Anglo-Saxon, Continental Sceattas. c. 695-715/20 AD

Anglo-Saxon, Continental Sceattas. c. 695-715/20 AD


AR Sceatt, 1.11g (12mm), Series E, Primary (‘Ashton Rowant’) phase, plumed bird var. J (Type 6). Mint in southern Frisia. “Plumed bird” right; cross below beak and below feet / ‘Standard’ with pellet-in-annulet at center, bars and pellets around; crosses and pellets in margin.

Pedigree: From the Dr. JDR Collection. Ex Spink Numismatic Circular XCVI.6 (July/August 1988), no. 4624

References: M&OdV unlisted; Abramson 87.30; Metcalf 193; SCBI 63 (BM), 305; North 49, pl. 1, 22; SCBC 791

Grade: Lovely toned surfaces. Interesting design and sharp strike. EF  (wc1024)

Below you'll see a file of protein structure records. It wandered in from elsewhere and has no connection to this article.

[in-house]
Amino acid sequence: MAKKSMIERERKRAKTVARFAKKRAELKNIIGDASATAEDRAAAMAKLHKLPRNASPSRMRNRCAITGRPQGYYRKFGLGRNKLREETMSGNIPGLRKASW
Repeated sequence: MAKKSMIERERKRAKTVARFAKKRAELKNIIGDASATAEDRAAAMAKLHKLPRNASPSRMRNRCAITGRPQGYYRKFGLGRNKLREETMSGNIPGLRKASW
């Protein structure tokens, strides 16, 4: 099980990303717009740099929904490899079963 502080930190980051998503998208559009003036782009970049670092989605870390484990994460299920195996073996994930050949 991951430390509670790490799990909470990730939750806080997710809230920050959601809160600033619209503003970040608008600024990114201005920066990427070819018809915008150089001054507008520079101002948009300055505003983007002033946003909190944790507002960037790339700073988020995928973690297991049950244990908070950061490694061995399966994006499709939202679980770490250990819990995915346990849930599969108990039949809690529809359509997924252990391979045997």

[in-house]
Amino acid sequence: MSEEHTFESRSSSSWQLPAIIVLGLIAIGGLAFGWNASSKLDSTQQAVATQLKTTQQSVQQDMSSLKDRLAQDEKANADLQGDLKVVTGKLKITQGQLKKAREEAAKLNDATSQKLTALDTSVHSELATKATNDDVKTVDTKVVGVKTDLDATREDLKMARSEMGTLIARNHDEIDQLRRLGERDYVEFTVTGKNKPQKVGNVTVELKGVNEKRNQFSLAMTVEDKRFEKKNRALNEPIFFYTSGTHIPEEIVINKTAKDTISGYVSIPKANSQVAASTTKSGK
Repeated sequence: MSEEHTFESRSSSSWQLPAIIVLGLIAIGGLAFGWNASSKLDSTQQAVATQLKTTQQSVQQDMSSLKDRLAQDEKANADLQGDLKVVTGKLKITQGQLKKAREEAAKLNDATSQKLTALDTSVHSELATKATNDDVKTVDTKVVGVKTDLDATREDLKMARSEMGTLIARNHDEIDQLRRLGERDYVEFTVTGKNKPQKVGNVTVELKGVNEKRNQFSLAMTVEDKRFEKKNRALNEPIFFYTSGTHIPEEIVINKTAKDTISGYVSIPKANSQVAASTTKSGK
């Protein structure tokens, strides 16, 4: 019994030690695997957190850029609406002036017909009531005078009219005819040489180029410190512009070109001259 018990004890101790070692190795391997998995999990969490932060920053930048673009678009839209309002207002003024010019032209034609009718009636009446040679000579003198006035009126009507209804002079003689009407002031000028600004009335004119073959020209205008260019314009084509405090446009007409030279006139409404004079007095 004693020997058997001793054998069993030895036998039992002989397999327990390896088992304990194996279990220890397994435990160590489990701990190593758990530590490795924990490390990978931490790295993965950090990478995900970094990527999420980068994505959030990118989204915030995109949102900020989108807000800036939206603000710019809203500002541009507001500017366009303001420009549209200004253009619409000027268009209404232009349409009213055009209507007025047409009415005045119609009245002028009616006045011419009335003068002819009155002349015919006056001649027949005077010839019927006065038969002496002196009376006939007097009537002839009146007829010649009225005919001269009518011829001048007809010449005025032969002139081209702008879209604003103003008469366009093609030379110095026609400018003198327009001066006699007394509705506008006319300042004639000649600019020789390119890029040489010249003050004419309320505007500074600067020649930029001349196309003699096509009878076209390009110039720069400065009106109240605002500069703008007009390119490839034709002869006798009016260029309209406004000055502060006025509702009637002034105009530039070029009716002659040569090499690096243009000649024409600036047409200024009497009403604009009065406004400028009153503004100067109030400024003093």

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These fascinating early coins from England constitute the earliest coinage found on the British Isles. The departure of the Romans sometime around 414 AD forced the inhabitants to create their own coinage. Sceatts are generally thought to be modeled after coinages found in the surrounding areas and of course based on the earlier coinage from the western Roman Empire. Most scholars believe that the Sceatt was merely a misinterpretation of the word for “weight”. Whatever the case, these coins provide a delightful look into a time between the departure of the Romans and the introduction of the Saxons. While archaeological finds and further research has provided more information on where types may have been created, there is little known under whom they were created (most believe that these coins were not royal but struck by independant princes). Most collectors take delight in their fantastical imagery and delightful designs. The influences of the late Romans (e.g. Byzantine), Celts can easily be noticed. The Continental Sceattas, of which this type belongs, are thought to be from the various areas outside of the geographical area of modern day Britain. This coin is from southern Frisia, or the coast coastal region along the southeastern corner of the North Sea in what today is mostly a large part of the Netherlands, including modern Friesland, and smaller parts of northern Germany.